THE SETTING:  The 49th Annual Witte Game Dinner, presented by Naylor Ranch, and held at the Susan Naylor Center, Mays Family Center, and Zachry Family Acequia Garden, is the Witte’s largest fundraiser. The lively crowd of over 1100 guests included notable multi-generational Texans and those filled with overflowing Texan pride. All eagerly participated in one-of-a-kind silent and live auctions and took delight in a country music concert with none other than the Josh Abbott Band. The evening kicked off with the 2nd Annual Texas Heritage Awards, honoring Mary West and Richard Traylor, and Valero. The awards honor supporters of the museum who are outstanding stewards of San Antonio and Texas and have values and a personal brand that aligns with the mission and vision of the Witte Museum.


THE STYLE:  This year’s theme, Branded by Time, celebrated the Witte’s extensive timeline narrative of Texas, from millions of years ago to today and honored those who have made an impact on the Witte’s past, present, and future.

Guests at the event also experienced a true Texas culinary experience provided by Rosemary’s Catering, which included Texas game stations with perfectly roasted and smoked meats, such as herb-roasted Veal and Lamb Racks to Texas BBQ beef ribs, all carved to order, a Texas Quail Showdown with chicken-fried quail and ancho-honey grilled quail, a Texas slider bar, a Hungers TexMex station with venison enchiladas, a Gordita station, a Texas Coastal Area with a seafood boil, blackened redfish, and a Paella station, and last but not least, an array of specialty desserts served in the South Texas Heritage Center. Bolner’s Fiesta Products served as the culinary sponsor.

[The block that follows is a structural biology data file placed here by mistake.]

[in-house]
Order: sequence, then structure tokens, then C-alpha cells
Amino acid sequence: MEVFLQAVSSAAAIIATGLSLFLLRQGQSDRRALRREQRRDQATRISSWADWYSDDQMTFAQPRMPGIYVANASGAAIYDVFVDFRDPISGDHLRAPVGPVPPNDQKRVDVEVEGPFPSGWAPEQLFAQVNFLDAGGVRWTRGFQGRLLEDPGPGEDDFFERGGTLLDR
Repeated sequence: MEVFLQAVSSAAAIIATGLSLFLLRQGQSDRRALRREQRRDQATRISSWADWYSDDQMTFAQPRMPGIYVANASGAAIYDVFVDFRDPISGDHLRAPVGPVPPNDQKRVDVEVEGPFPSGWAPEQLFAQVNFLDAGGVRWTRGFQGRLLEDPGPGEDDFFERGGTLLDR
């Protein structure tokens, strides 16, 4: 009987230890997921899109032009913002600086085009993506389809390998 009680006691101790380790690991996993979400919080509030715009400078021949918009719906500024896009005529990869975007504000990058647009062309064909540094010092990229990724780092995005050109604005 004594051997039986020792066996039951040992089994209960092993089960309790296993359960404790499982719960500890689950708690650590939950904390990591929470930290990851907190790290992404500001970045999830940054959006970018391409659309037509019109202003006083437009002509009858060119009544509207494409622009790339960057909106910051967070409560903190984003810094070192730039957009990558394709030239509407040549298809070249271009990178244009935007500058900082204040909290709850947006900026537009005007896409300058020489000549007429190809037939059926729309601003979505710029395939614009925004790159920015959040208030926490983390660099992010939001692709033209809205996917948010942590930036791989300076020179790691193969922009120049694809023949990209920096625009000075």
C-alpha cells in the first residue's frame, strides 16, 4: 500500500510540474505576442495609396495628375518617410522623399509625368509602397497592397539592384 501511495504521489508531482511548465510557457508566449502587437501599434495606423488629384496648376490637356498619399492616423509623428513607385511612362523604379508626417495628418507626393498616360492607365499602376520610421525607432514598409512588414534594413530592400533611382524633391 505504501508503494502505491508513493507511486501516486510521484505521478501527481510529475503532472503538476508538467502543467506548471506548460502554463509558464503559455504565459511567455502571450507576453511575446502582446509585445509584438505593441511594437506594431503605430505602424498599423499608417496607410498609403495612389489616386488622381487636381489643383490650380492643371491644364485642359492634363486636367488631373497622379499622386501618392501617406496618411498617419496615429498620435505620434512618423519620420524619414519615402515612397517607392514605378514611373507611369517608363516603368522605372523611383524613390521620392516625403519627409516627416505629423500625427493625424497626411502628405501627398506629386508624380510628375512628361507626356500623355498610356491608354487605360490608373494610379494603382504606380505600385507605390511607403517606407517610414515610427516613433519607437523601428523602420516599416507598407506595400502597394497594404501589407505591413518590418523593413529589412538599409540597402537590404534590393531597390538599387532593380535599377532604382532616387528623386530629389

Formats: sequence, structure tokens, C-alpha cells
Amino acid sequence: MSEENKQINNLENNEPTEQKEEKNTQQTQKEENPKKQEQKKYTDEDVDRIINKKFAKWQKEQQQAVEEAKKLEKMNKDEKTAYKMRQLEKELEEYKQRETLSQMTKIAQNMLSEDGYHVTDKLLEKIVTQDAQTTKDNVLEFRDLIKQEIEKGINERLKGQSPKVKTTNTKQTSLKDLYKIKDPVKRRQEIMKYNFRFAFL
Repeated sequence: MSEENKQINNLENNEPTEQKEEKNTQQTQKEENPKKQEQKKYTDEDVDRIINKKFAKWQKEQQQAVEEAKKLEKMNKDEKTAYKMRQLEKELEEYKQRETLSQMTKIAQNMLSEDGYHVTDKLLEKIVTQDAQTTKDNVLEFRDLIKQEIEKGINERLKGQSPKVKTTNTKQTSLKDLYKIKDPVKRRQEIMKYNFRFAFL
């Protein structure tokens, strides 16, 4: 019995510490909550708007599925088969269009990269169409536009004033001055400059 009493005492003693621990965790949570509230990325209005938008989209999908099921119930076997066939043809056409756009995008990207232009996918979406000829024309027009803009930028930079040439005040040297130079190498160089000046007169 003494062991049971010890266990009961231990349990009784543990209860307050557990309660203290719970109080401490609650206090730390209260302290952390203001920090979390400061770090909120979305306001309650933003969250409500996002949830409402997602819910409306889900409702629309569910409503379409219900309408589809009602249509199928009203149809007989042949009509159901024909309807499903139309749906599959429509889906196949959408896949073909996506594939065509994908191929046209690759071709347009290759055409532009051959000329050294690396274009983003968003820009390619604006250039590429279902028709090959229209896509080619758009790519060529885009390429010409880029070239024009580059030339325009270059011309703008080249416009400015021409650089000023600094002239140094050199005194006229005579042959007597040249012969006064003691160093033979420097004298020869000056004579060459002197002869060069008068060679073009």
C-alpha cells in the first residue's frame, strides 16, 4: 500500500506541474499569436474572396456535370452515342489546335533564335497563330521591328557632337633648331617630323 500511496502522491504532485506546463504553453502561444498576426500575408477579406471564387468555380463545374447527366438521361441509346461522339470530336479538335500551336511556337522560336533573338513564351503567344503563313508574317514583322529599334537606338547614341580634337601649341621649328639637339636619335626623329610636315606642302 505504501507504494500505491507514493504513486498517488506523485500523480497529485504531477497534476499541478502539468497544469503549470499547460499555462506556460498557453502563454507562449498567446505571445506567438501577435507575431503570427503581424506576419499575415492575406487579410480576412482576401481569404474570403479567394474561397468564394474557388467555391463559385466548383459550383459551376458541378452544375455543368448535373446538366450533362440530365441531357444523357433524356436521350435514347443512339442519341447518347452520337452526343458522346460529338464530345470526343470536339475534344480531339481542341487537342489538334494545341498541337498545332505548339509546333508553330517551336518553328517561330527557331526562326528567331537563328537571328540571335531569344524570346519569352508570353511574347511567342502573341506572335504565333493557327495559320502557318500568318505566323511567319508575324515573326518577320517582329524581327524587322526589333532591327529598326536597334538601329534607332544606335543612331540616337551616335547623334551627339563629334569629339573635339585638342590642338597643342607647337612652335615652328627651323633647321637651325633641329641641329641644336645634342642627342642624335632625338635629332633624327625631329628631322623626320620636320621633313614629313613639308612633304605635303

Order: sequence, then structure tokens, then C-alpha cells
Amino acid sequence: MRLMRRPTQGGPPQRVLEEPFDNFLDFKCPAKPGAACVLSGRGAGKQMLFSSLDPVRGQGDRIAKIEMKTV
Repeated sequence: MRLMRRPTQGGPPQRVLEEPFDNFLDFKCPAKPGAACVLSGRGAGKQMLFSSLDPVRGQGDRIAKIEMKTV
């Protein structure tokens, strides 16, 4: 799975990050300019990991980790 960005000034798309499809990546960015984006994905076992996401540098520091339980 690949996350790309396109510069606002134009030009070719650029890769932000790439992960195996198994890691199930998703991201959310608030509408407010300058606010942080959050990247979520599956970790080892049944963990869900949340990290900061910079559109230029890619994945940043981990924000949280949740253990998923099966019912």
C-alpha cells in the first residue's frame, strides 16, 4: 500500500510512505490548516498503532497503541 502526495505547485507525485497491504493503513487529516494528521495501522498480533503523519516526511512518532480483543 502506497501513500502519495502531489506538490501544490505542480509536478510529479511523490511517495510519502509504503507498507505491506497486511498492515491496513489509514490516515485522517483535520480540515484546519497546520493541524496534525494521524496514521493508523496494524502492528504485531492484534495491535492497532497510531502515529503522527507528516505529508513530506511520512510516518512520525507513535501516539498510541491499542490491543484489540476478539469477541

THE PURPOSE:  The 49th Annual Witte Game Dinner ushered in an all-time fundraising record of over $1.2 million to support the museum’s operations, educational programs, and exhibitions. The event co-chairs, Kathy and Jeff Bolner and Anna and Robert Sigman, selected the theme, Branded By Time, for this year’s event.

Everyone joined together to enjoy the most cherished traditions of Texas, while also raising over $190,000 in field trip funding for students to visit the Witte Museum. All proceeds from the event raised essential funds that will also allow the museum to continue its mission to inspire people to shape the future of Texas through transformative and relevant experiences in nature, science, and culture.


[et_pb_flex_gallery gallery_ids=”36089,36090,36091,36092,36093,36094,36095,36096,36097,36098,36099,36100,36101,36102,36103,36104,36105,36106,36107,36108,36109,36110,36111,36112″ show_title_and_caption=”off” disabled_on=”off|off|off” _builder_version=”4.0.9″ caption_font=”||||||||”][/et_pb_flex_gallery]